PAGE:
Britain’s boards have a diversity problem. The absence of women in particular from the top tables of business causes particular consternation, as the glass ceiling writ large. In 2011 Lord Davies wrote a report decrying the pace of progress and calling for a 25% target – double the level it had been the year before. In October 2015, that target was met and, in a sign of the mighty power of peer pressure (sorry), the all-male board was banished from the FTSE 100.
But how much progress has really been made? The rapid increase in the proportion of women directors was achieved almost entirely by filling boards with female non-execs. Between 2014 and 2015, the number of women NEDs increased from 163 to 263, according to Cranfield School of Management. The number of executive directors was only 22, however, two more than it had been in 2012. It's now 25.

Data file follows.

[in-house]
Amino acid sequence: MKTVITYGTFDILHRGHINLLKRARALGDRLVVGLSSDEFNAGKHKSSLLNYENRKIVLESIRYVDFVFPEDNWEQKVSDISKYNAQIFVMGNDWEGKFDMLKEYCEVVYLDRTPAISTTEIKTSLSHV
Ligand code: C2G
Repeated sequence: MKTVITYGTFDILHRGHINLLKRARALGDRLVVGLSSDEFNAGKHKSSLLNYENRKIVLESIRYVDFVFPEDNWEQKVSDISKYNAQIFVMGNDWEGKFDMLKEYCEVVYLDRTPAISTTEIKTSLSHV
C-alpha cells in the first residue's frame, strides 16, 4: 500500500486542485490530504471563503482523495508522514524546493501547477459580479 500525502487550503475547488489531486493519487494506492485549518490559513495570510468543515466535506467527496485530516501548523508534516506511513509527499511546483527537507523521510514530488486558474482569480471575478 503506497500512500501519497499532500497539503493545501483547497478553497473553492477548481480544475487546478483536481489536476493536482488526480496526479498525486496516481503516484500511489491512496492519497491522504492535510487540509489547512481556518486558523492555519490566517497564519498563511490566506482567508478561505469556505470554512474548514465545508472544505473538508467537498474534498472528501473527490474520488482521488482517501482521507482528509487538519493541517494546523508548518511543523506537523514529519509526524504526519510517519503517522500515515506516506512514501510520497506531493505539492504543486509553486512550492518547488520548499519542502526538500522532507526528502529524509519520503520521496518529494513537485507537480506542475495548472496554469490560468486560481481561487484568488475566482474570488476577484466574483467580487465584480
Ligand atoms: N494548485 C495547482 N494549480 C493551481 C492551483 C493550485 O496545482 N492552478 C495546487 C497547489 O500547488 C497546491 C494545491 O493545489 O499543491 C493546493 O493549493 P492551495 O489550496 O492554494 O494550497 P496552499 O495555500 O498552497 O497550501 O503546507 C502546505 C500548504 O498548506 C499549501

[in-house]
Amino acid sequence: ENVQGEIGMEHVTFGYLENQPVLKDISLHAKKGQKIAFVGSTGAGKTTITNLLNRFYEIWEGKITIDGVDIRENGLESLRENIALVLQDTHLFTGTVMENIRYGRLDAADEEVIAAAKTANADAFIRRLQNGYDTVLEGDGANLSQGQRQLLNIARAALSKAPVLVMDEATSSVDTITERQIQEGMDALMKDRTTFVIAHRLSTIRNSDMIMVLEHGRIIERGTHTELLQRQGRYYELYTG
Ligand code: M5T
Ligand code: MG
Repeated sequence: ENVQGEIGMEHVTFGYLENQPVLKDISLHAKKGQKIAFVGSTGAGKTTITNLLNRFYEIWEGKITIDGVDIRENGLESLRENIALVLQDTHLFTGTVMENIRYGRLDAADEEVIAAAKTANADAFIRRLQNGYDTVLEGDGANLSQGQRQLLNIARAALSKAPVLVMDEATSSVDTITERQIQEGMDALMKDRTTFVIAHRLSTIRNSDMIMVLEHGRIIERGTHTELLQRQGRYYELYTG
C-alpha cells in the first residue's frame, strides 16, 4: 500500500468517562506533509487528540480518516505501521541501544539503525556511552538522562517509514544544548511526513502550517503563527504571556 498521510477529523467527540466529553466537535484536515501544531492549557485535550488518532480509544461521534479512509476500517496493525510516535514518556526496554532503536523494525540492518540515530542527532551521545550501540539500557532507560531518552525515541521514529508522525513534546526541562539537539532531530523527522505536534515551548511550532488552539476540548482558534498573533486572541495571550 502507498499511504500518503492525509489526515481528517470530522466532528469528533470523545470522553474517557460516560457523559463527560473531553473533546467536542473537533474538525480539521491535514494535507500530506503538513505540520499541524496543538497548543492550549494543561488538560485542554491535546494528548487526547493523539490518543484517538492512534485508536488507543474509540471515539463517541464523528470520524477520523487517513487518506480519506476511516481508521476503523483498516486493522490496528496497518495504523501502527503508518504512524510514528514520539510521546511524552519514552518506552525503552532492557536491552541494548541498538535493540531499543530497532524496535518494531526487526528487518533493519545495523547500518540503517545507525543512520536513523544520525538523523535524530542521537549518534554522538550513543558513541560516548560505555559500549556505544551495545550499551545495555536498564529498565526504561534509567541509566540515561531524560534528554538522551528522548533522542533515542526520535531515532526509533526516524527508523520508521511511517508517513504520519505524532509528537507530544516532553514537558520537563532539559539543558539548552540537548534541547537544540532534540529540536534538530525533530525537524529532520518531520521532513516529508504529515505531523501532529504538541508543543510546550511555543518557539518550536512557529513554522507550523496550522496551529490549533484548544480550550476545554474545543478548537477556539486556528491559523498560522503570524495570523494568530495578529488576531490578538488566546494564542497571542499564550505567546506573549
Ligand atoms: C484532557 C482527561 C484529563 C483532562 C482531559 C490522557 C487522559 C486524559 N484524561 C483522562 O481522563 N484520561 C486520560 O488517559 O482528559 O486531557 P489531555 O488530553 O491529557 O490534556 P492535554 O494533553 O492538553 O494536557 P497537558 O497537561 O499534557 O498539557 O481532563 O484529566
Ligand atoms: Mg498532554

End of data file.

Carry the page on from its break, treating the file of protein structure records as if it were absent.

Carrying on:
Naturally, this has exposed boards to accusations of tokenism. That’s somewhat unfair, however. The pool of possible female senior directors is shallower after all, because fewer women were promoted up the pipeline in years gone by. Besides, non-execs can add something meaningful to the decision-making and culture of a company. If nothing else, the recent progress has helped to normalise the presence of women in board rooms, which can’t be a bad thing.